Truth and transparency: the media politics of Wikileaks

Authors: Thorsen, E., Sreedharan, C., Allan, S. and Andén-Papadopoulos, K.

Conference: International Association for Media and Communications Research World Congress

Dates: 13-17 July 2011


This paper examines the news discourse of Wikileaks, which has recently emerged as a global political force by publishing documents that were “classified, confidential, censored or otherwise withheld from the public”. With collaborators and resources spread across nations, it can be seen as a unique, stateless, “irregular” news organisation, powered by anonymous citizen journalists.

Our paper provides a comparative textual analysis of the discourse surrounding three key datasets leaked in 2010 - dubbed the Afghan War Logs, the Iraqi War Logs and Cablegate (the US Embassy Cables). Specifically we will compare how Wikileaks packaged its publications of raw and largely unmediated data, to the traditional newspaper narratives of those organisations that worked with Wikileaks on each publication. Primary focus will therefore be on news reports from the original partners, the Guardian (UK), the New York Times (US), and Der Spiegel (Germany), but due attention will also be given to other news organisations that collaborated with Wikileaks at a later stage.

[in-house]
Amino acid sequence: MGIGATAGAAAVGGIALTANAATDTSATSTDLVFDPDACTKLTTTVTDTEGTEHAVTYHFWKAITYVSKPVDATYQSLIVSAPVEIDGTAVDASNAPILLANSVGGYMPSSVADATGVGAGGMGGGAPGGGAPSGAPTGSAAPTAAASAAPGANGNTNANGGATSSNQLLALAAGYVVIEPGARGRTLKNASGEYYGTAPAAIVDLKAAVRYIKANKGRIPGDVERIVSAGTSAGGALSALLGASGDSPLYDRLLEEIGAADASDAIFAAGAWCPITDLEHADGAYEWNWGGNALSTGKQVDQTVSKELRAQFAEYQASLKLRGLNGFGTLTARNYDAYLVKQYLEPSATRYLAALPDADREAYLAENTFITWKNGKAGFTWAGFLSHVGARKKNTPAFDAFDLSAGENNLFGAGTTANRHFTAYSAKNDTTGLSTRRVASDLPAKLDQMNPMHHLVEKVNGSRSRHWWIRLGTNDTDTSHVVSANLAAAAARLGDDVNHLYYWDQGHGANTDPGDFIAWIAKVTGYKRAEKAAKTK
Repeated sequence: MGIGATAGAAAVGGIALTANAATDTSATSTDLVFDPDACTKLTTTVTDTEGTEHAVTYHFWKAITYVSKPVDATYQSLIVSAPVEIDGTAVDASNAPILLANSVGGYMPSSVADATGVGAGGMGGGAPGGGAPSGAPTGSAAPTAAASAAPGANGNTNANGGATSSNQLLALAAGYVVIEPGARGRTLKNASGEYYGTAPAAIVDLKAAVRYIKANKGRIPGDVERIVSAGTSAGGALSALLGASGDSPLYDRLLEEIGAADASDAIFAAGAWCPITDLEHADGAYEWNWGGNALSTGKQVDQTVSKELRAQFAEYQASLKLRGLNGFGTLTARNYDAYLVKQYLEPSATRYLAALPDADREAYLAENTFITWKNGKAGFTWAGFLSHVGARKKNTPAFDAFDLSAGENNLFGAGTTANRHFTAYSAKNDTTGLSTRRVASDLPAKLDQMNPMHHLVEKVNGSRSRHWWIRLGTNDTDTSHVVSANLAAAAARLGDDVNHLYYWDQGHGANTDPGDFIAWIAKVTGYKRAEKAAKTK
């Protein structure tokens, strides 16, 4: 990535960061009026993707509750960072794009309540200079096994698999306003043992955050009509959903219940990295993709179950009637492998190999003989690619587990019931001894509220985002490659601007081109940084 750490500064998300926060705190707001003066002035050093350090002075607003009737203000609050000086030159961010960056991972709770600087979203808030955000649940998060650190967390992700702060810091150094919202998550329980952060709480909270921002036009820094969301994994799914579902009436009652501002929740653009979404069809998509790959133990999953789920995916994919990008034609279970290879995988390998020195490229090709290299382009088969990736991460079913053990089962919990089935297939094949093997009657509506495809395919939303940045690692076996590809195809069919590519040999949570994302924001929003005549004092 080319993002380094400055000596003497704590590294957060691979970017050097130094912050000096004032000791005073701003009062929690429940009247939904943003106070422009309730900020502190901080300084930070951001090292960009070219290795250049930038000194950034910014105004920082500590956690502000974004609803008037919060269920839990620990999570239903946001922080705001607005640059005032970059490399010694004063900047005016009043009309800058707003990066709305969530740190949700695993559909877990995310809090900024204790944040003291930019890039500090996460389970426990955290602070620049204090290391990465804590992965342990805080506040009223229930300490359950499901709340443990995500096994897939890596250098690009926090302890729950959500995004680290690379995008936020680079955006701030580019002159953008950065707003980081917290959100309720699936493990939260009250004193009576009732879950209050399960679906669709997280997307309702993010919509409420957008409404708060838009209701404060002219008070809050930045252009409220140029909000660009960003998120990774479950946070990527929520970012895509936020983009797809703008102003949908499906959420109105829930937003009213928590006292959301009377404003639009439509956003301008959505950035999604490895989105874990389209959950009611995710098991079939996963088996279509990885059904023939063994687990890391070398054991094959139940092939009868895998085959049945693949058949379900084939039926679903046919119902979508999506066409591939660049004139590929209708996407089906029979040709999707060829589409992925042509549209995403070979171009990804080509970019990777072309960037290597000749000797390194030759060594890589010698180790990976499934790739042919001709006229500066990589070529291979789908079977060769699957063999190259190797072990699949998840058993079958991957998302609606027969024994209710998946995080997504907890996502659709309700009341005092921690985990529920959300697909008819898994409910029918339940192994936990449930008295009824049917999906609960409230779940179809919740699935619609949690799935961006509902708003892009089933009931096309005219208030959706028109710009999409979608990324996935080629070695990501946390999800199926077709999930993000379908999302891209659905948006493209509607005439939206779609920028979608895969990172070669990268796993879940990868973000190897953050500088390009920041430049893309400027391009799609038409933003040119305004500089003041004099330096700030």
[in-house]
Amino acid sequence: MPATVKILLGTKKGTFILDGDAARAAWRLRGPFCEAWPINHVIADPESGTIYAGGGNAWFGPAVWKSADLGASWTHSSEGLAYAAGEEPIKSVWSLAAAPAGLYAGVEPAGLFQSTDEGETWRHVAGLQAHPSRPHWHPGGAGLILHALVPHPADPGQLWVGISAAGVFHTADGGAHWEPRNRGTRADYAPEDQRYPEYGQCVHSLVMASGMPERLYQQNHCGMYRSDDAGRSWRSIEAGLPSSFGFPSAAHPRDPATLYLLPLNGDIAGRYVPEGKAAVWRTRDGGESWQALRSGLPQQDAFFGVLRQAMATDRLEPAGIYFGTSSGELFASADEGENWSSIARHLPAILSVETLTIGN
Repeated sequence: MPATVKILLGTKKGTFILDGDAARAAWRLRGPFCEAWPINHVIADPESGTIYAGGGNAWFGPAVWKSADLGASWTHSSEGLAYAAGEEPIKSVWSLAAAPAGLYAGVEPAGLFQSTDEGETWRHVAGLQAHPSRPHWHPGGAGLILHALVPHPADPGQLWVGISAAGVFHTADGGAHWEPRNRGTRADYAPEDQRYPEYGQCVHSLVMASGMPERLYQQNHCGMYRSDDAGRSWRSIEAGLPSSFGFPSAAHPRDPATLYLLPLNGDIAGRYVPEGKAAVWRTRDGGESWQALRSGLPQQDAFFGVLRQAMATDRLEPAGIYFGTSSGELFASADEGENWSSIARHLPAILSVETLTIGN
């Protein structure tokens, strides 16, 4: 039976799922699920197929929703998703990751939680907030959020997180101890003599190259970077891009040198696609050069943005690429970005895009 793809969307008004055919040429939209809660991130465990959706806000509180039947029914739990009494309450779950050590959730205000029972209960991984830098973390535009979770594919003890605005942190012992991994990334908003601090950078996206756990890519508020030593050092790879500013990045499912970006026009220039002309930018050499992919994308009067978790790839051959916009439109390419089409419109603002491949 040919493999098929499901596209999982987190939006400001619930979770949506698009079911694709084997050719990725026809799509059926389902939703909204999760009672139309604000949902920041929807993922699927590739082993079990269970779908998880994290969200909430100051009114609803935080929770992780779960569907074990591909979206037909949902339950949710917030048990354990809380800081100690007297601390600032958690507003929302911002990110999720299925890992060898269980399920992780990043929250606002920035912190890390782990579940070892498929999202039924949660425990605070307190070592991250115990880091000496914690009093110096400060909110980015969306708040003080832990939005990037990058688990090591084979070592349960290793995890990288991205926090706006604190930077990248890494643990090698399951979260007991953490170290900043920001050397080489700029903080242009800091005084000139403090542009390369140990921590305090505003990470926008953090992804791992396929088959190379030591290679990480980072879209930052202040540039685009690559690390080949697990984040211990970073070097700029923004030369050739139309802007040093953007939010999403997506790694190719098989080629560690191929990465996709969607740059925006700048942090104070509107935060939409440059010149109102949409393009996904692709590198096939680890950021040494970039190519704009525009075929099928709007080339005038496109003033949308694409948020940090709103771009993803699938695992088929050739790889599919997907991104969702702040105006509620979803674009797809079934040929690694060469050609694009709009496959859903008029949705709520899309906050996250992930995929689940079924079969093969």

The leaks created media outcry and a backlash not only against the “scandals”, but also about the way Wikileaks operates – its quest for transparency and disclosure for the self-proclaimed greater good, seemingly at any cost. Familiar assumptions underpinning any evaluative appraisal about the changing role of professional journalism in the digital age are recast when contrasted with such citizen-centred alternatives. In light of our comparative analysis, the paper will explore how this apparent democratisation of participation enriches and challenges traditional reportorial norms and values.

Source: Manual

Preferred by: Chindu Sreedharan and Einar Thorsen